Mary jumped, "Charlotte, 'NO! Don't get started with that again!!" and tears started to well up in her eyes, "Nicole, I am so sorry. This was a mistake. We will go."
Granted, I had no idea what "windie-flakes" were, but there was NO WAY I was about to endeavour to do all of this baking on my own. "Don't be ridiculous, Mary. I will take whatever help you can both offer!" I felt for both of them. This was going to be a strained afternoon, but the secrets in this family flowed deep.

I handed out aprons, head scarfs and reviewed the recipes for the day. We agreed we should started with the cookies. I gave Mary charge of the wet ingredients, Charlotte charge of the dry ingredients as I began to prepare the equipment. Mary came over to me at the counter, away from Charlotte, "Thank you," she whispered, "...and I'm sorry. It has been a bad week. The strange stuff she has been talking about has been increasing exponentially. I try to stop her the minute she gets started, but it is getting worse by the day." I swore she was going to start crying again.
"Mary, we'll figure this out. Let's give her some time today to just be and let's see what happens. I won't tell anybody, you won't tell anybody, she'll feel safe and you'll have more information by the time the evaluation comes up."

And then we heard Charlotte whisper into her mixing bowl, "'There you go, making up lies again.' That's what they told me. But I wasn't lying, Marcelo, I swear! I was just doing what I was told." Her eyes skirted toward us at the counter, where Mary tensed and I became extremely interested in the oven temperature. "Excuse me, Aunt Nickie, do you have any beets?"

"No, Honey, I'm sorry just sweets today, no beets. Why?" I had a feeling I already knew, but I figured I'd ask.

"No biggie, I was just looking for something to nosh on. I'll hold out." She continued sifting the flour into the bowl.

Wednesday, May 4, 2011

Wordless Wednesday: Flowers in the Front Yard

13 Ways I Deal With Insomnia

I waddle my way to my bedroom, lazily put on a pair of pajamas and shuffle into bed. I am exhausted. The day is done. I am ready for sleep.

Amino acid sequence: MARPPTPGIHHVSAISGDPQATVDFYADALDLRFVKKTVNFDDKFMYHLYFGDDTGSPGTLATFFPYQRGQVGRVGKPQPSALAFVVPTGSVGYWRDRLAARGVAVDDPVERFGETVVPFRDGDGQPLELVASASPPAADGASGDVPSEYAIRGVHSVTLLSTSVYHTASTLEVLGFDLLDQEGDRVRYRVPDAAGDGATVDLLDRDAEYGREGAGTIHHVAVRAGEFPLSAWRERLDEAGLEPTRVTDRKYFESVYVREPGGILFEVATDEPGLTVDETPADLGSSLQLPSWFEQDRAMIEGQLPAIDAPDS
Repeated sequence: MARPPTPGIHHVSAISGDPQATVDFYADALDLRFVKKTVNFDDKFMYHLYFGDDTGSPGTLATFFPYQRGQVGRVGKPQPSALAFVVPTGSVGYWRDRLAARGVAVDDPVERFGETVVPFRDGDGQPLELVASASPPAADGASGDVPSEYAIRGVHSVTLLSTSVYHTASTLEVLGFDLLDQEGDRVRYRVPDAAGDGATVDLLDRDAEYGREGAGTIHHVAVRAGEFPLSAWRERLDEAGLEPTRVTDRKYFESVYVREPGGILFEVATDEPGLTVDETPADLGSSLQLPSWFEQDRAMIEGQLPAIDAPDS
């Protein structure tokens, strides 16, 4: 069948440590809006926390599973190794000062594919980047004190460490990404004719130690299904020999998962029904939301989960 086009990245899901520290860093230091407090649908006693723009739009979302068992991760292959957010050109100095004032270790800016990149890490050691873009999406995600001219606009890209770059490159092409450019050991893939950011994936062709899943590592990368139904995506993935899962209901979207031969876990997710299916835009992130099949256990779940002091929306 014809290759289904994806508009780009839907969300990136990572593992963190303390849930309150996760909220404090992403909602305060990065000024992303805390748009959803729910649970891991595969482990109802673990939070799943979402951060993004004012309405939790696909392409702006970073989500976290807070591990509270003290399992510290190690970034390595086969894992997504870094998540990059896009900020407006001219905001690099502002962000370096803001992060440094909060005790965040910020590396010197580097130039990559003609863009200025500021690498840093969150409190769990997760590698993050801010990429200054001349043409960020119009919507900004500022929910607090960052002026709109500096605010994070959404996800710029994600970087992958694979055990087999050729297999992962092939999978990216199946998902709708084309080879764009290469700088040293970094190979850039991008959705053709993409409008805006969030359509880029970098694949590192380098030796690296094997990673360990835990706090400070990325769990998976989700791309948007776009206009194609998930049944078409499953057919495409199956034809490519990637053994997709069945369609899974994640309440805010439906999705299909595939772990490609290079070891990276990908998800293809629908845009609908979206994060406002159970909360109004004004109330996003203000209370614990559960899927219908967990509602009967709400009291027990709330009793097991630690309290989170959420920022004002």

On some nights, however, such as this one, sleep eludes me. Here are just some of the things I do when I can't sleep:

Things I Don't Recommend to Fellow Insomniacs
  • I grab my iPhone.
  • I check out the WebMD APP to try to figure out what is wrong with me. This never helps me sleep, it simply causes me to jump into the rabbit hole called "Google" on a quest to define the twenty or so ailments I have come up with based on the symptom checker.
  • I jump into the rabbit hole called "Google" to search something that is on my mind. This leads to another thing, then another, and so on. Then the sun rises and I wonder what happened. I decide, of course, to google "What happened?" and then I am slammed with the most recent news stories which engulf me.
  • I get out of bed and start blogging.
  • I go on Twitter.
  • I go on Facebook (discovery: all my Facebook friends go quiet from 4:30am to 5:00am, like clockwork, but my Twitter never sleeps).
  • I think about all the spiders that just woke up and may be planning to build a web over my head in the darkness.
  • I get a drink of water. This only leads to a need to go to the bathroom just when I am about to fall asleep again.
Things That Kind-of Work
  • I read a book. I just remembered that I have one to read right now. (Wow, I might rest yet!)
  • I go on StumbleUpon. While this probably does keep me up a bit later than it should, I tend to exhaust myself with SU.
  • I watch an episode of something I never saw before on NetFlix. (I stick to half hour shows and watch no more than two per night.) I have now seen all of the Arrested Developments this way and I am working my way through Better Off Ted. Both shows are hilarious.
  • I listen to a book. This is awesome because my eyes get to rest, however, I do tend to fall asleep and have no idea where to pick up the book the next time I am listening.
  • I have a cup of Sleepytime tea or Calming tea. These both tend to knock me out.
 Well, so it goes, perhaps getting out of bed to start blogging is not such a bad idea after all - it seems I have lulled myself into quiet a sleepy state. I only hope I've done th same for you if you need to sleep as desperately as I do!